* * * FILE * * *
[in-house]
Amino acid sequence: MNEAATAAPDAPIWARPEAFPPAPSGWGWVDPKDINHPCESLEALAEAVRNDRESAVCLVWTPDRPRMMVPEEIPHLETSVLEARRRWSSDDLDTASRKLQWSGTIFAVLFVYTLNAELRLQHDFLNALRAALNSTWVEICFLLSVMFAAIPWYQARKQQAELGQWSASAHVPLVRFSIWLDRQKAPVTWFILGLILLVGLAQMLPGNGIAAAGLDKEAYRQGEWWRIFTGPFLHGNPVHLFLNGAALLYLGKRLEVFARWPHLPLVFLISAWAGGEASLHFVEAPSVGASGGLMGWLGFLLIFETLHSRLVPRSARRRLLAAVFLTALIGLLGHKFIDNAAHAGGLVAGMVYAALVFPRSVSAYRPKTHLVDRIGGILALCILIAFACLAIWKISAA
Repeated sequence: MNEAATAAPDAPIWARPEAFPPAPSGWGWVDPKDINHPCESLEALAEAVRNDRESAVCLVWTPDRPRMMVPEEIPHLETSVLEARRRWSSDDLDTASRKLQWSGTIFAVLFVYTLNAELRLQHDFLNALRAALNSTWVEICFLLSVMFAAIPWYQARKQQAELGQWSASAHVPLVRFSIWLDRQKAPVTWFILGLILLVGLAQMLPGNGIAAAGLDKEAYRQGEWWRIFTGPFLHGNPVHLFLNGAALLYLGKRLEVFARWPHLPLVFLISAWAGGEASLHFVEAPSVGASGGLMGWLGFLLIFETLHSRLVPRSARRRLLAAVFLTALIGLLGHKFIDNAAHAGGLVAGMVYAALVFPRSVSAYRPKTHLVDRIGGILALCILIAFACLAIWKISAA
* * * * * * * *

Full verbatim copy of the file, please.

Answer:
[in-house]
Amino acid sequence: MNEAATAAPDAPIWARPEAFPPAPSGWGWVDPKDINHPCESLEALAEAVRNDRESAVCLVWTPDRPRMMVPEEIPHLETSVLEARRRWSSDDLDTASRKLQWSGTIFAVLFVYTLNAELRLQHDFLNALRAALNSTWVEICFLLSVMFAAIPWYQARKQQAELGQWSASAHVPLVRFSIWLDRQKAPVTWFILGLILLVGLAQMLPGNGIAAAGLDKEAYRQGEWWRIFTGPFLHGNPVHLFLNGAALLYLGKRLEVFARWPHLPLVFLISAWAGGEASLHFVEAPSVGASGGLMGWLGFLLIFETLHSRLVPRSARRRLLAAVFLTALIGLLGHKFIDNAAHAGGLVAGMVYAALVFPRSVSAYRPKTHLVDRIGGILALCILIAFACLAIWKISAA
Repeated sequence: MNEAATAAPDAPIWARPEAFPPAPSGWGWVDPKDINHPCESLEALAEAVRNDRESAVCLVWTPDRPRMMVPEEIPHLETSVLEARRRWSSDDLDTASRKLQWSGTIFAVLFVYTLNAELRLQHDFLNALRAALNSTWVEICFLLSVMFAAIPWYQARKQQAELGQWSASAHVPLVRFSIWLDRQKAPVTWFILGLILLVGLAQMLPGNGIAAAGLDKEAYRQGEWWRIFTGPFLHGNPVHLFLNGAALLYLGKRLEVFARWPHLPLVFLISAWAGGEASLHFVEAPSVGASGGLMGWLGFLLIFETLHSRLVPRSARRRLLAAVFLTALIGLLGHKFIDNAAHAGGLVAGMVYAALVFPRSVSAYRPKTHLVDRIGGILALCILIAFACLAIWKISAA